NEW YORK (AP) -- The next set of NHL labor negotiations were expected to get going later Thursday, but internal conversations by the players kept the sides apart by mid-afternoon.
Owners and players were in touch with each other Thursday and made tentative plans to reconvene at some point in the afternoon.
NHL deputy commissioner Bill Daly said after marathon talks ended shortly before 1 a.m. Thursday that the league would wait to hear from the union regarding "some critical open issues" before getting back to the bargaining table.
When the sides do resume negotiations, NHL Commissioner Gary Bettman and union executive director Donald Fehr could rejoin the process after sitting out the previous two days.
After an optimistic feeling following long talks on Tuesday, the mood turned on Wednesday. Gone was some of the lightheartedness and positive vibes expressed earlier in the week and there were no joint statements by the two sides.
In fact, the union wanted federal mediators to rejoin the discussions. A similar request was turned down by the league earlier this week. Mediators previously were unsuccessful creating a breakthrough in two days of discussions last week.
Representatives of the league and the players each said Wednesday's long talks were "candid," and both said they looked forward to more talks Thursday.
There is no doubt that work still needs to be done for a deal to be made that would save the hockey season.
"We had good, candid dialogue," Daly said early Thursday after nearly nine hours of talks at a Manhattan hotel. "There continue to be some critical open issues between the two parties, and we understand the union should be getting back to us (Thursday) on some of those issues."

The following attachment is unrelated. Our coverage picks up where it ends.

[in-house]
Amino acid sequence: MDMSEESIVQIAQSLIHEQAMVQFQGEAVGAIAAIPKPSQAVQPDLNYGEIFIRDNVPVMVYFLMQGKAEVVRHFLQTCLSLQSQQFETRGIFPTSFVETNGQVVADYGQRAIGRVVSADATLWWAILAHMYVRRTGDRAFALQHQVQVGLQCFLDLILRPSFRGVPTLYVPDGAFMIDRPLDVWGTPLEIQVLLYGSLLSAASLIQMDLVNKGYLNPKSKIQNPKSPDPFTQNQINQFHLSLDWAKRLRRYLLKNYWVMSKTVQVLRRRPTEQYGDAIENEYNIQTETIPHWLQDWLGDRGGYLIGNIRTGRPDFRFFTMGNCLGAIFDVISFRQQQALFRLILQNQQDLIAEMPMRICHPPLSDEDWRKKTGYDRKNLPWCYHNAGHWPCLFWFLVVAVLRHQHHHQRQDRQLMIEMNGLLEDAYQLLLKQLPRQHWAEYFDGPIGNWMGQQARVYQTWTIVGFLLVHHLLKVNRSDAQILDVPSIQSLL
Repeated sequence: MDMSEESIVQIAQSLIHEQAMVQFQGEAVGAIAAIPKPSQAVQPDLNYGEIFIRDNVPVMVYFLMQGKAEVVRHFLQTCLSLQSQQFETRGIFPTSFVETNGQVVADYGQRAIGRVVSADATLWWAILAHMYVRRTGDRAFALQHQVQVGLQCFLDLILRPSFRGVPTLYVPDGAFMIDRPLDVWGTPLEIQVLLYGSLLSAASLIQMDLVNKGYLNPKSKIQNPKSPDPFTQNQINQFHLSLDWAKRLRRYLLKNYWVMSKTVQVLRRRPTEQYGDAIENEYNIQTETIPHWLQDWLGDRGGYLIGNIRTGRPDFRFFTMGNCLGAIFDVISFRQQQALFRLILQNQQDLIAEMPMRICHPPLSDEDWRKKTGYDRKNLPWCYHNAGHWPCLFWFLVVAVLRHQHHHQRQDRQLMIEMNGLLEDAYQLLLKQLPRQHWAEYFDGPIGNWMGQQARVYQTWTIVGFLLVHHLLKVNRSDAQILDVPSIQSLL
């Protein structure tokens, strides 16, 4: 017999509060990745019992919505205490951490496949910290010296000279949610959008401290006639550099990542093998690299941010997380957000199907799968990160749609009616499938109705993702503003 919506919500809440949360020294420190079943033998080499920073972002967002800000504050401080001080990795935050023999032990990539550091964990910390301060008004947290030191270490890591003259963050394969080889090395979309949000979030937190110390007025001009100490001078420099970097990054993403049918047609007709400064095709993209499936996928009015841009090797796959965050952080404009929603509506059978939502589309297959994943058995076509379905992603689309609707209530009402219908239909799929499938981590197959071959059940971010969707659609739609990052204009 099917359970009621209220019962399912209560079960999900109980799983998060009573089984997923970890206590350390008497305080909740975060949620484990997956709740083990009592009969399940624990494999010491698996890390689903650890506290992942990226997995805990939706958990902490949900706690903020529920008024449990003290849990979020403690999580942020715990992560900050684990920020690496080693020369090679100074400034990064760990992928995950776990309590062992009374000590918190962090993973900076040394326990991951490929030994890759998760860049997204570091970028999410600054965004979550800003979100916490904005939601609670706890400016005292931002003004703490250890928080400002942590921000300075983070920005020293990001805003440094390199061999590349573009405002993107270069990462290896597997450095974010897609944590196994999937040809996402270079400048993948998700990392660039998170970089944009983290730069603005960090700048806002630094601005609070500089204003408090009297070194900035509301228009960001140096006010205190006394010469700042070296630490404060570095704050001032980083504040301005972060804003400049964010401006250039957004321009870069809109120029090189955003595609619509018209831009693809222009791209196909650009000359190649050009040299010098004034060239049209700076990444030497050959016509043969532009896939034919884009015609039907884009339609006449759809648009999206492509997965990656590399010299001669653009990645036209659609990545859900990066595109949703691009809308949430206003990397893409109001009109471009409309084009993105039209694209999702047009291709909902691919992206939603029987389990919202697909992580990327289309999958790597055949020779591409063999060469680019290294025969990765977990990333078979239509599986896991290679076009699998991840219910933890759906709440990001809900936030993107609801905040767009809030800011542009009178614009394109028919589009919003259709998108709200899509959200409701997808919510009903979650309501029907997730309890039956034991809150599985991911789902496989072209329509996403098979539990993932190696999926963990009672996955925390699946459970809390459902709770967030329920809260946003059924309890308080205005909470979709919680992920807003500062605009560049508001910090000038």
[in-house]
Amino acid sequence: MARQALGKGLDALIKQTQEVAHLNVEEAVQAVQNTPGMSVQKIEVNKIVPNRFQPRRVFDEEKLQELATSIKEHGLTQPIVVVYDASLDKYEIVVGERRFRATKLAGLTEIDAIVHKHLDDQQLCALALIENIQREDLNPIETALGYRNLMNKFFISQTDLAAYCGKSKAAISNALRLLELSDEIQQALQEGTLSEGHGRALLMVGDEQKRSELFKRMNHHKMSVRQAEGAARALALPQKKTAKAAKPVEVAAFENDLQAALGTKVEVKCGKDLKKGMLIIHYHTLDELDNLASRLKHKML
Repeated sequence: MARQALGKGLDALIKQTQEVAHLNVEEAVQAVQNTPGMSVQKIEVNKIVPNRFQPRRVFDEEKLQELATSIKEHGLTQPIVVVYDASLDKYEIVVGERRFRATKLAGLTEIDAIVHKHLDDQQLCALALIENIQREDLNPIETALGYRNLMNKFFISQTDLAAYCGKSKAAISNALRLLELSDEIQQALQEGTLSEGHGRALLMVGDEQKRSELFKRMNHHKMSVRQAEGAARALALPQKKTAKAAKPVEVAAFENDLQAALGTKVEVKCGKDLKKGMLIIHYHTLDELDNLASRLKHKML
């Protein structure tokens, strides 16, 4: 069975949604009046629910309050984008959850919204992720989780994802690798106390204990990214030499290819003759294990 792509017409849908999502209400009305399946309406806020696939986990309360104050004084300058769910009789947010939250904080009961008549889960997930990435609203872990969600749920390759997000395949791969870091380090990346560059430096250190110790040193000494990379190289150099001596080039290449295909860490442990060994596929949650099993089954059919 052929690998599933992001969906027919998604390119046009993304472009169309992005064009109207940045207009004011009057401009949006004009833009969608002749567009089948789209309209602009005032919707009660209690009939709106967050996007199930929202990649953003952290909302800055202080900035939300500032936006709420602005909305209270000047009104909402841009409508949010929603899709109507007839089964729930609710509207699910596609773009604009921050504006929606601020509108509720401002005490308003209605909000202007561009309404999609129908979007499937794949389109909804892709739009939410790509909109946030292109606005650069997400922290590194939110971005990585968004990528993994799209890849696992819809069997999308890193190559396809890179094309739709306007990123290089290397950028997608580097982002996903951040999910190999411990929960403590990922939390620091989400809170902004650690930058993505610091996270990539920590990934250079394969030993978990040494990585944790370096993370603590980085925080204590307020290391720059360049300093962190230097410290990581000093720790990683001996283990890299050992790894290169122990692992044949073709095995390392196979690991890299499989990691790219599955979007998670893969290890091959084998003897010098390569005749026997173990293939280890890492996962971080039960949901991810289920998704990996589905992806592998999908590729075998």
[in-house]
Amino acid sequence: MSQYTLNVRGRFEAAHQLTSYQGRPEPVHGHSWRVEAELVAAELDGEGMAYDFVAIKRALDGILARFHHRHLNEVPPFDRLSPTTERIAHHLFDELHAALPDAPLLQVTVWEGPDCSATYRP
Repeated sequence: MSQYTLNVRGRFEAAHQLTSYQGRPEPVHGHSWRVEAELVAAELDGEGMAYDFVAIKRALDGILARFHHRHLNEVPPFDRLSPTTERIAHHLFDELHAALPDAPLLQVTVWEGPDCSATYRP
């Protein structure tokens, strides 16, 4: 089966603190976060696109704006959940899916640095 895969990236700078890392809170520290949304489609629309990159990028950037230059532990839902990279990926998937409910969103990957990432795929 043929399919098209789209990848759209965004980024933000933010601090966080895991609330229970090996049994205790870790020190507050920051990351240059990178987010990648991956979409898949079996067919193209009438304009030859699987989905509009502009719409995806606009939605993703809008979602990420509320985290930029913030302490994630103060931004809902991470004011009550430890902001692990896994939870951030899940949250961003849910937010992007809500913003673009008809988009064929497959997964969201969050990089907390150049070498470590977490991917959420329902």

It isn't known what progress has been made so far, but owners and players understand that an agreement must be reached soon if they hope to get the game back on the ice this season.
"We had a series of candid discussions. We will meet again tomorrow," said Winnipeg Jets defenseman Ron Hainsey, who like Daly didn't take any questions after the talks ended for the night.
Negotiations resumed a little after 2 p.m. Wednesday and proceeded in fits and starts as the league and the players' association searched for an agreement. As they had the day before, talks went deep into the night, breaking two hours for dinner before finishing in the early morning hours.
Citing unidentified sources, The Canadian Press reported that the league - which wants an even split of annual revenue with players - had increased its offer of a "make whole" payment to the players from $211 million to $300 million. The union had asked for $393 million. The catch, CP reported, is that the offer was tied to deals on other issues such as player contracting rights.
One point of contention is the length of a new contract, with owners looking for a 10-year pact, and players wanting a shorter term - perhaps five years. The league also is seeking to limit the length of individual player contracts to five years.
Owners often retreated to their room one floor above the location of the bargaining session and then took the elevator back down to get talks going again. Some of the joint sessions lasted only 15 minutes.
Cautious optimism emerged Tuesday in the first round of talks that kept Bettman on the outside along with Fehr, while six owners and about 18 players talked inside. The positive feeling carried over into Wednesday morning when various team executives said they heard good reports during an NHL board of governors meeting.
If a breakthrough can be made soon, the delayed and shortened hockey season could get going quickly.
The sides are trying to avoid another lost season. The NHL became the first North American professional sports league to cancel a full year because of a labor dispute back in 2005. The deal reached then was in place until this September, and the lockout was enacted on Sept. 16 after that agreement expired.
The lockout reached its 82nd day Thursday. The main issues are how to split revenue and how player contracts are set up. The league had more than $3 billion in revenue in the 2011-12 season, but an analysis by Forbes magazine recently showed a major gap between profitable teams and those that operate in the red.
All games through Dec. 14, along with the New Year's Day Winter Classic and the All-Star game, have been wiped off the schedule so far.